Research Chair on Obesity Centre de recherche Institut Universitaire de Cardiologie et de Pneumologie du QuébecUniversité Laval
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Etiology

Environmental factors in the development of obesity

Environmental factors and social forces play a significant role in the development of obesity, especially among certain sub-groups of the population.

Those that raise energy intake include targeted advertisements for, and low price of high-energy density foods; marketing of larger portion sizes; and fewer meals being prepared or eaten in the home with subsequent consumption of more fast-foods and convenience foods. The technological evolution of the physical environment has perpetuated the decline of physical activity and energy expenditure.

Agri-Food Environment

Among the contributing factors boosting energy intake is the low-cost of highly energetic food, the marketing of larger servings, and the decrease of home-made or home-served meals that results in an increase of fast-food and processed pre-cooked food consumption. Agri-food includes the agriculture, food processing, distribution/marketing, and restaurant industries, and school cafeterias.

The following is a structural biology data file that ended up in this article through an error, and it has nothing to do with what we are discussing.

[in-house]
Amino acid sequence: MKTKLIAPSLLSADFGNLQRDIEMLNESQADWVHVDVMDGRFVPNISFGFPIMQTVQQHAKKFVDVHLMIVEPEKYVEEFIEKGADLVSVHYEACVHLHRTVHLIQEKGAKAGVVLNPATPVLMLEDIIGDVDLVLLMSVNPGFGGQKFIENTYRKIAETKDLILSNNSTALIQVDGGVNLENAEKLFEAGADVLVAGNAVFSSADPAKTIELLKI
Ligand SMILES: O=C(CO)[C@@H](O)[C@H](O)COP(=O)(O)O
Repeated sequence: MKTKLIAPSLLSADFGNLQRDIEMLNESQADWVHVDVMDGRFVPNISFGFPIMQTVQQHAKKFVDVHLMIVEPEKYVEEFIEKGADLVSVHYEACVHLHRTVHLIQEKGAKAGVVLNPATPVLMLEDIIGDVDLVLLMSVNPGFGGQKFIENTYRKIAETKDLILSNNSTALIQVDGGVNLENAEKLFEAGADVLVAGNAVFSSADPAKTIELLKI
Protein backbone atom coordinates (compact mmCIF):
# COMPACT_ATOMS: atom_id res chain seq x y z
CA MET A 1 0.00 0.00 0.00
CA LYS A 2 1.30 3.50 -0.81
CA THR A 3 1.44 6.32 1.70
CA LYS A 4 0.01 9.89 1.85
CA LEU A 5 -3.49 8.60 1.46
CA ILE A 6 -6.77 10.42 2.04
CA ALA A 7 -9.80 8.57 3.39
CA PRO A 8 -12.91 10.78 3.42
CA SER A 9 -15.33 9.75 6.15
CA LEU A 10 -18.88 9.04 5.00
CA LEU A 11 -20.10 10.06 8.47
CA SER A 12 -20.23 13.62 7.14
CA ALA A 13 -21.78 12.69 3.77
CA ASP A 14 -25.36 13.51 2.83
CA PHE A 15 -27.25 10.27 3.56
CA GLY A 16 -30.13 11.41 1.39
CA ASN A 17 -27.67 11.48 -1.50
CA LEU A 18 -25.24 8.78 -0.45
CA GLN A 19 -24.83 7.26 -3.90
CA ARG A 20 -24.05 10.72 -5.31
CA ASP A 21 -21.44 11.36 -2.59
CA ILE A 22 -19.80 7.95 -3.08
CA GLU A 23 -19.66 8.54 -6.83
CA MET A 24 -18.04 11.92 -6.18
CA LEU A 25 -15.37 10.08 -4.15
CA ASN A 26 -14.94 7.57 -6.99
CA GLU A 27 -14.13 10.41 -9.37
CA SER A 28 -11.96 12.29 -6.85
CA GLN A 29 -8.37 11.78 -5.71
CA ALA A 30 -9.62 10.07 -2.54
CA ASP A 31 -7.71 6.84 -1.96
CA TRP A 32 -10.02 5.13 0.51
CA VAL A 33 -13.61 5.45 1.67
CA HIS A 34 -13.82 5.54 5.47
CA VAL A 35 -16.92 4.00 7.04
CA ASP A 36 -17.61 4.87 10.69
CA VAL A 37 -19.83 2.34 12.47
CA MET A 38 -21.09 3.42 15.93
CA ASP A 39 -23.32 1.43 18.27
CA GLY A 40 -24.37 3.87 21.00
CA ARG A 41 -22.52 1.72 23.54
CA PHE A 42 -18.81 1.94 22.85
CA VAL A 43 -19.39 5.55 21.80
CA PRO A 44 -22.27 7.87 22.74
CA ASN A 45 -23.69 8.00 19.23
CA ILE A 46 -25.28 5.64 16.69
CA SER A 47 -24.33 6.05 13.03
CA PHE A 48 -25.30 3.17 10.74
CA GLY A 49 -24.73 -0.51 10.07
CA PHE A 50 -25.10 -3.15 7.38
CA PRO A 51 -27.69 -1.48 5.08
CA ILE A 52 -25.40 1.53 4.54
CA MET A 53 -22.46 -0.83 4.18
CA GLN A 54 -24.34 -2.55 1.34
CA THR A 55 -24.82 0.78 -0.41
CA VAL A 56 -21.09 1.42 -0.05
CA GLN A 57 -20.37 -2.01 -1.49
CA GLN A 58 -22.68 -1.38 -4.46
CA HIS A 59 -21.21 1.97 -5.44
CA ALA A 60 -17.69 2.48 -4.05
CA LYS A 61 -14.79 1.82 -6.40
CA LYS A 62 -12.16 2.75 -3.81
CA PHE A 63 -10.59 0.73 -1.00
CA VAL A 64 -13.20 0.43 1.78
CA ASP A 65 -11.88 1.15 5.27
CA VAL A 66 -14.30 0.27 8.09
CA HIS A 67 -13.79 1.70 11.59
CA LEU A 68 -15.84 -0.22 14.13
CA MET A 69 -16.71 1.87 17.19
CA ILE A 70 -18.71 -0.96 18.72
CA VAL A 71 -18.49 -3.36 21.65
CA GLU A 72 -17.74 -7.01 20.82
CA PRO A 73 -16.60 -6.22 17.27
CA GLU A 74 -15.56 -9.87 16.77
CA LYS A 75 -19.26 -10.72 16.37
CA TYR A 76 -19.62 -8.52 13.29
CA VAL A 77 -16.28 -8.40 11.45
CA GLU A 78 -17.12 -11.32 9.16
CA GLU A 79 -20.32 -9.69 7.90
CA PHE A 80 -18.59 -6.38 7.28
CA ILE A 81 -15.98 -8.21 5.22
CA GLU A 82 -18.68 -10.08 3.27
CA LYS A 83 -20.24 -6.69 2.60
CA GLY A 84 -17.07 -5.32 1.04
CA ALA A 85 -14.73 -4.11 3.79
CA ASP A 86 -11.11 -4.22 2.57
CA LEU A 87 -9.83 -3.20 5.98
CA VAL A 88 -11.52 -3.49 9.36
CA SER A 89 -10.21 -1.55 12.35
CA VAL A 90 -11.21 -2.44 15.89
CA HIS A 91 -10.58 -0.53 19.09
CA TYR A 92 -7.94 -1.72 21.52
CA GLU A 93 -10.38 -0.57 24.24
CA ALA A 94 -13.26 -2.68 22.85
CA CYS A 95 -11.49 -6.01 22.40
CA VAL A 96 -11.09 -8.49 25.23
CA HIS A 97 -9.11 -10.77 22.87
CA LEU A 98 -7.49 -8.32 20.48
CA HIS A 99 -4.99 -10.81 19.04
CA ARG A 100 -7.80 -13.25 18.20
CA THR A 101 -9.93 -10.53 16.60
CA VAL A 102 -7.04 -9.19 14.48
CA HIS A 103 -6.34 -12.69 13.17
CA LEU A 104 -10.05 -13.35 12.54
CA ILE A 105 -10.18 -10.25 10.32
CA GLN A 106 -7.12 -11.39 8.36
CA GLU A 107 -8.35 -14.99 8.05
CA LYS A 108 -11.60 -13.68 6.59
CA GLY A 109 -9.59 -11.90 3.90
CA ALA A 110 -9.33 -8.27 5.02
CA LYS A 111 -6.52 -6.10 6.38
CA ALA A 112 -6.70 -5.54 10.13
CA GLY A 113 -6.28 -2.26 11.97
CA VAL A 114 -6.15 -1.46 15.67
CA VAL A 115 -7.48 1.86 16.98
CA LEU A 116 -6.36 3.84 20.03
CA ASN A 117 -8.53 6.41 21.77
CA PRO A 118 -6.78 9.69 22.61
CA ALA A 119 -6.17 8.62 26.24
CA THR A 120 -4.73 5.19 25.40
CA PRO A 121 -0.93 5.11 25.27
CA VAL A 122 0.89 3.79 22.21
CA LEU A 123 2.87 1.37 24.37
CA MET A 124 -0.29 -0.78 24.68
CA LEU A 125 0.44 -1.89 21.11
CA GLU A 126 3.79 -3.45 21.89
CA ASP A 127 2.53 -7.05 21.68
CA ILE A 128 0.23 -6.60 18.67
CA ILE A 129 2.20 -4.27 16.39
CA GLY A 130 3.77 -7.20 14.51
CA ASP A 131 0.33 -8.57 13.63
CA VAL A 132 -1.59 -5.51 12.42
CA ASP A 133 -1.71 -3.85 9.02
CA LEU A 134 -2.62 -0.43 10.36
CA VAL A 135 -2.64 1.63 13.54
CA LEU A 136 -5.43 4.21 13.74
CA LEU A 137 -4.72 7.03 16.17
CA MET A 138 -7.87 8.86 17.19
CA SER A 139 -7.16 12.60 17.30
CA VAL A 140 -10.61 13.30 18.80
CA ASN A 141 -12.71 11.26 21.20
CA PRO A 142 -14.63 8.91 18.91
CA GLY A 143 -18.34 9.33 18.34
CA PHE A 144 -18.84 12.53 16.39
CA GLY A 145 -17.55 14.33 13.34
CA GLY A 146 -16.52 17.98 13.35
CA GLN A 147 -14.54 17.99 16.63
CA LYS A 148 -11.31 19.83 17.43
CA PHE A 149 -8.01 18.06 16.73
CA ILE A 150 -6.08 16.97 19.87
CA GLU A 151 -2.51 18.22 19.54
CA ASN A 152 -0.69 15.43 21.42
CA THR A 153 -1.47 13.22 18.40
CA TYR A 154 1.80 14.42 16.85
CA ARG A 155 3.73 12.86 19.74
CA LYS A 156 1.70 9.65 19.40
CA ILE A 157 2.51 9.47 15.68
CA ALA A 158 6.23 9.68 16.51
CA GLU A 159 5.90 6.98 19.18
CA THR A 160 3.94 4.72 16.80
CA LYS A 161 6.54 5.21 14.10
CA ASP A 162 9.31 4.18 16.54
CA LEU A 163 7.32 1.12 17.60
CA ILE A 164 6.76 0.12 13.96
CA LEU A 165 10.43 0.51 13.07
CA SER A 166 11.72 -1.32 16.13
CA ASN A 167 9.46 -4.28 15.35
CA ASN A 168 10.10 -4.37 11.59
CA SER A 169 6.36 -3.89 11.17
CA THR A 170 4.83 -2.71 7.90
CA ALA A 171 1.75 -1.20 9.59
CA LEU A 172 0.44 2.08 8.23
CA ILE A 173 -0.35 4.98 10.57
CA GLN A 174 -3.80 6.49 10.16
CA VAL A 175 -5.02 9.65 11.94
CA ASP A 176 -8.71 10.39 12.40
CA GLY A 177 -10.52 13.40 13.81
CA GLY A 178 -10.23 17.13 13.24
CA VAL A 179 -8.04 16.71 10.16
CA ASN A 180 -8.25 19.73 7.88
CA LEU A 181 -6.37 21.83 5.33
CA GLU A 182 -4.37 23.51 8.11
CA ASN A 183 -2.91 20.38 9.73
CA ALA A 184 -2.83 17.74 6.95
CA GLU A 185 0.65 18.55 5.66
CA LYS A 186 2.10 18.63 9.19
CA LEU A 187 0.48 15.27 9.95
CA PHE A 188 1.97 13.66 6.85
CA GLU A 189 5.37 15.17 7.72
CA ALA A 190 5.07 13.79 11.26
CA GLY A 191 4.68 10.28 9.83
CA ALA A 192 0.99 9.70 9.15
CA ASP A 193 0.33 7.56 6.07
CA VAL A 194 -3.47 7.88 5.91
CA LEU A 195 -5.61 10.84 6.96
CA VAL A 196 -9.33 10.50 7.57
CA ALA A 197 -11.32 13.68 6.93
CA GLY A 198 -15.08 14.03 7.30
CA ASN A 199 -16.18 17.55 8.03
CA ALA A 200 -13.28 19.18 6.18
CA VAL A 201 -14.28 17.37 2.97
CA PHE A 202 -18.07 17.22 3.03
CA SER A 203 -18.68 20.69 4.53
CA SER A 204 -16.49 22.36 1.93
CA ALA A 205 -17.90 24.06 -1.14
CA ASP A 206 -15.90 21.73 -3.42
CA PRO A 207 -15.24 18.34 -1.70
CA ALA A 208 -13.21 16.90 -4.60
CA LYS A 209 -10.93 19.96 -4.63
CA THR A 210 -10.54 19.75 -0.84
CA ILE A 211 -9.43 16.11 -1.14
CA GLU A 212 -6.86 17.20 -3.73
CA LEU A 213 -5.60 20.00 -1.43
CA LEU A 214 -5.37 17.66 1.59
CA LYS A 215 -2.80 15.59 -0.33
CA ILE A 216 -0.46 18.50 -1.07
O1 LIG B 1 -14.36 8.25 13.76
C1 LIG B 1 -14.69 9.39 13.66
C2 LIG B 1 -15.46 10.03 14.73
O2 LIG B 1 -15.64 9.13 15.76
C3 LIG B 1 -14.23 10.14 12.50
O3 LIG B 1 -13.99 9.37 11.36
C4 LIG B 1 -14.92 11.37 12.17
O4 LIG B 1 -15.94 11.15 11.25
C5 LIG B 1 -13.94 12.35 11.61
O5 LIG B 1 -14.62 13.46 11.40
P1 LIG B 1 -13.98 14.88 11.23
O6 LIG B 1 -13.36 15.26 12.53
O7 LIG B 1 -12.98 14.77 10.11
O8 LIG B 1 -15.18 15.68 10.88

Built Environment

The man-built environment includes park development, active transport access, outdoor cycling itineraries, building code, land-use and urban planning, architecture, transportation systems, etc. Technological development of the physical environment results in a widespread decrease of physical activity and energy expenditure.

Sociocultural Environment

Our sociocultural environment faced many changes in the last twenty years. Advertisement is ubiquitous and crucially alters our self-perception and relation to food. The sociocultural sector includes media, advertising, fashion and body care industries, work-family balance, etc.

Conclusion

Understanding the effects of environmental interventions and public policies on feeding and physical activity habits is essential to re-target our efforts to battle against obesity. The solution in fighting these dynamic forces resides in the creation of supportive environments at the population level.




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